We live in a culture of instant gratification. For many of us, it’s second nature to hail a taxi (Uber), watch a movie (Netflix) and get a date (Tinder) online at a moment’s notice. It’s why millennials are sometimes called the ‘on demand generation’. 

Over the years, this want-it-now mentality has changed the way we perform a huge range of everyday tasks, from ordering food (DoorDash) to booking a massage (Soothe), to freelancing (Fiverr), to online shopping. 

Data shows the same-day delivery market is growing, and for some online shoppers, even that isn’t fast enough. Luckily, there are a slew of platforms out there to help you offer on demand delivery. 

Here’s a look at what on demand delivery in retail actually entails, why you should offer it and how you can go about doing so.

What is on demand delivery?

If standard delivery is 2+ business days, express delivery is next-day and same-day is, well, same-day, then on demand delivery can be described as anything faster. Outside of food and drinks, and depending on the platform and location of the order, on demand deliveries are typically made within three hours. 

To make this work, on demand delivery doesn’t go through the same collection and bulk sorting process as standard online delivery. Instead, it’s usually crowdsourced. Because of this, many major couriers don’t actually offer on demand delivery. 

Here are some of the main platforms offering on demand delivery in Australia. They tend to either cater to parcels, or food and drinks, but they all use large networks of contractors (gig workers) who take delivery jobs as they come up.


  • Parcels


      • Amazon Flex: Offers on demand delivery in Sydney, Melbourne and Brisbane.
      • Sherpa: Offers delivery in as little as one hour in Sydney, Melbourne, Brisbane, Gold Coast, Sunshine Coast, Hobart, Adelaide, Perth, Canberra, Newcastle, and Cairns.
      • Uber: Offers on demand delivery via drivers who have opted in. 
      • Yello: Offers ‘near-instant’ delivery, with over 12,000 drivers across Sydney, Melbourne and Brisbane.
      • Zoom2u: Offers same-day and three-hour delivery in Sydney, Melbourne, Canberra, Brisbane, Adelaide, Perth and the Gold Coast.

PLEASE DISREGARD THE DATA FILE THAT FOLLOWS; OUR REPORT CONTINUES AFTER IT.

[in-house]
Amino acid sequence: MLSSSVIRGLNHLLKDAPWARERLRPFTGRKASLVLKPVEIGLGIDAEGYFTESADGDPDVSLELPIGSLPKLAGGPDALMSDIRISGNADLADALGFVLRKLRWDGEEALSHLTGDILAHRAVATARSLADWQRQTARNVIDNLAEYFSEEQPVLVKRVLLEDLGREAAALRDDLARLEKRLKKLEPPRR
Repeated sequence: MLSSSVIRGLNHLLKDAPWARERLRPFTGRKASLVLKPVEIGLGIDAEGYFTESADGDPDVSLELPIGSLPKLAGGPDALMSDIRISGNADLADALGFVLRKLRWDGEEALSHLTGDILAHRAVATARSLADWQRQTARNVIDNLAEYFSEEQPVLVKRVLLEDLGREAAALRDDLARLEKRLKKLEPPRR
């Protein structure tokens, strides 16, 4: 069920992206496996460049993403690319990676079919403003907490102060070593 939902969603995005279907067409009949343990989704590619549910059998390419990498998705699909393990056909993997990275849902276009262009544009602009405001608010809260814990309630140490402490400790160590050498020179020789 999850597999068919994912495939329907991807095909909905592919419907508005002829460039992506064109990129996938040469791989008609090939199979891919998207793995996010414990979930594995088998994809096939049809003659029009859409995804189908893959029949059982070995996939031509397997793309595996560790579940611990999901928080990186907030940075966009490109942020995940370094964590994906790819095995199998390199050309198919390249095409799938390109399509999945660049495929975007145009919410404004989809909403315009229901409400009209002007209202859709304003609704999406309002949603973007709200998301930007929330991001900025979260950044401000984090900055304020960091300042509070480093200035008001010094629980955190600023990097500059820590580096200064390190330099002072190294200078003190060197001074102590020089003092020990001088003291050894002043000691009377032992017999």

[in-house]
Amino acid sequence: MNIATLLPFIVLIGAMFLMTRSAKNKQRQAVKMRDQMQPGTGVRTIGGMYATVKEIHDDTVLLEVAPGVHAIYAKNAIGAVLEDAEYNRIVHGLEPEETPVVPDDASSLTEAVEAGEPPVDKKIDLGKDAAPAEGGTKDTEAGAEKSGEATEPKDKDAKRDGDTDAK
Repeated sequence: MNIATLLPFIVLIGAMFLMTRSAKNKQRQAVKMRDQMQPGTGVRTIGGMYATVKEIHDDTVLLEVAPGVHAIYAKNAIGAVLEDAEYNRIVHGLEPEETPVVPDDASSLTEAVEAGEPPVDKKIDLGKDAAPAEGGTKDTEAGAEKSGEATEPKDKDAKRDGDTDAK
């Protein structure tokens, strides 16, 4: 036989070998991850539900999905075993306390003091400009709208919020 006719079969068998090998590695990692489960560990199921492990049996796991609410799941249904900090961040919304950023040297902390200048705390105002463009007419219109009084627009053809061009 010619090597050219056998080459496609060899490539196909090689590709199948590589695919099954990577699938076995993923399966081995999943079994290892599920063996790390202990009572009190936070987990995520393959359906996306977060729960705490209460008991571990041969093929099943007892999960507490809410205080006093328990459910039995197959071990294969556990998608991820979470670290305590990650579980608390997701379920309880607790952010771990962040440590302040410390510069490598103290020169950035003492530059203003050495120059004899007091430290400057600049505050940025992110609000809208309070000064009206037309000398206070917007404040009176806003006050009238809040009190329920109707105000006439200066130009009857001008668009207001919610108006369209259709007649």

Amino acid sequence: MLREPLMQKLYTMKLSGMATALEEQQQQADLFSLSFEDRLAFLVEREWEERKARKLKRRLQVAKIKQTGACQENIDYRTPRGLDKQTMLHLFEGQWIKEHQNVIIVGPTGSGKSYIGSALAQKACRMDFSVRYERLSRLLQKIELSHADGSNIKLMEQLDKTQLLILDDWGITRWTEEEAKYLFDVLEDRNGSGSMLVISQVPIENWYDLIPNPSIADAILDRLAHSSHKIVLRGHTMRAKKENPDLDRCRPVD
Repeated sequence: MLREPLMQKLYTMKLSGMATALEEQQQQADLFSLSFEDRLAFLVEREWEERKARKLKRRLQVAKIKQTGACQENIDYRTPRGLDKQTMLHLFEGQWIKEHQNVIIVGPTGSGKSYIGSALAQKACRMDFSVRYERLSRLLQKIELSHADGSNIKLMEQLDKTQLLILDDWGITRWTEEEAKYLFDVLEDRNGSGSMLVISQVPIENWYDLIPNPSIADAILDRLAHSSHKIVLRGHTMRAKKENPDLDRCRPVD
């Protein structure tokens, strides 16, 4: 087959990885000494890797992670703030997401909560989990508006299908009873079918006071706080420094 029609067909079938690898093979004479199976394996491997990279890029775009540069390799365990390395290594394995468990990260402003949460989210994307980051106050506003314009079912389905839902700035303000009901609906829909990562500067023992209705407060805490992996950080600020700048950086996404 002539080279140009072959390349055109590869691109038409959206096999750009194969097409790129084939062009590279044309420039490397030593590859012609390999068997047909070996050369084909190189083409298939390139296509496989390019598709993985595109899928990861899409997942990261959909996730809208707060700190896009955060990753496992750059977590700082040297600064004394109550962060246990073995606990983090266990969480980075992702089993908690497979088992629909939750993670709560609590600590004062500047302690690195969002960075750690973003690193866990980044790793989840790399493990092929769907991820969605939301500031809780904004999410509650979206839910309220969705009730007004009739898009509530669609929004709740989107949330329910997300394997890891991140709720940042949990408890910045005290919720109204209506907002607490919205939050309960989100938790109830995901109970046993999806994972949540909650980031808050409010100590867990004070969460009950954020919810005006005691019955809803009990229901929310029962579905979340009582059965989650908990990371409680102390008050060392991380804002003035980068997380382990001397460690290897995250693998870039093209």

• Food and drinks


    • Meal delivery: Deliveroo, DoorDash, Menulog, UberEats and more
    • Alcohol delivery: Jimmy Brings, Tipple, Shorty’s Liquor and more

Why should you offer it?

As with most things, the reason to offer on demand delivery in retail is that customers are demanding it. According to a report by Invespcro, 80% of shoppers want same-day shipping, while 61% want their packages even faster — within 1-3 hours of placing an order. 

While only a few retailers were able to offer ultra-fast delivery in the past, that is starting to change, thanks to Covid-19. When traditional delivery services became overwhelmed by the spike in online shopping last year, several retailers started using on demand delivery platforms to get their orders to customers. And even though delivery bottlenecks are no longer an issue, on demand delivery has stuck around.

Kathmandu and Petbarn continue to offer same-day delivery via Uber, Chemist Warehouse advertises two-hour delivery with Sherpa and Nespresso has just launched three-hour delivery with Zoom2U.  

Besides catering to customers’ desire for instant gratification, on demand delivery is also affordable, thanks to the low overheads associated with the gig economy. It’s also transparent. Businesses and customers can see exactly when an order will be picked up and when it will be delivered. 

How can you offer it?

If you’re planning to offer on demand delivery, the first step is to pick a platform to partner with. 

As a Shippit customer, you can easily tap into Yello’s huge network of drivers to offer on demand delivery in Sydney, Melbourne and Brisbane in less than three hours at competitive rates. The service is available during office hours, twilight hours and on Saturdays and Sundays, with no after-hours surcharge. 

Next, you need to decide how you’ll integrate on demand delivery into your online checkout, and whether you’ll need to change or introduce any internal processes on the fulfilment side. 

Finally, it’s time to share your new delivery option with your customers. Make sure your messaging on this is clear. Depending on the size and location of your delivery partner’s network, as well as your own business, you may only be able to offer on demand delivery in certain parts of the country. 

If you have a national network of bricks-and-mortar stores and can ship from store, you can probably offer on demand delivery in metro areas across the country. If you’re online-only, you might be restricted to the city where your warehouse is based. 

You don’t want to risk a customer placing an order because they think on demand delivery is available in a location where it’s not, so be explicit about which postcodes are eligible for the service.

Now that you know how easy it is to offer on demand delivery, there’s no reason not to!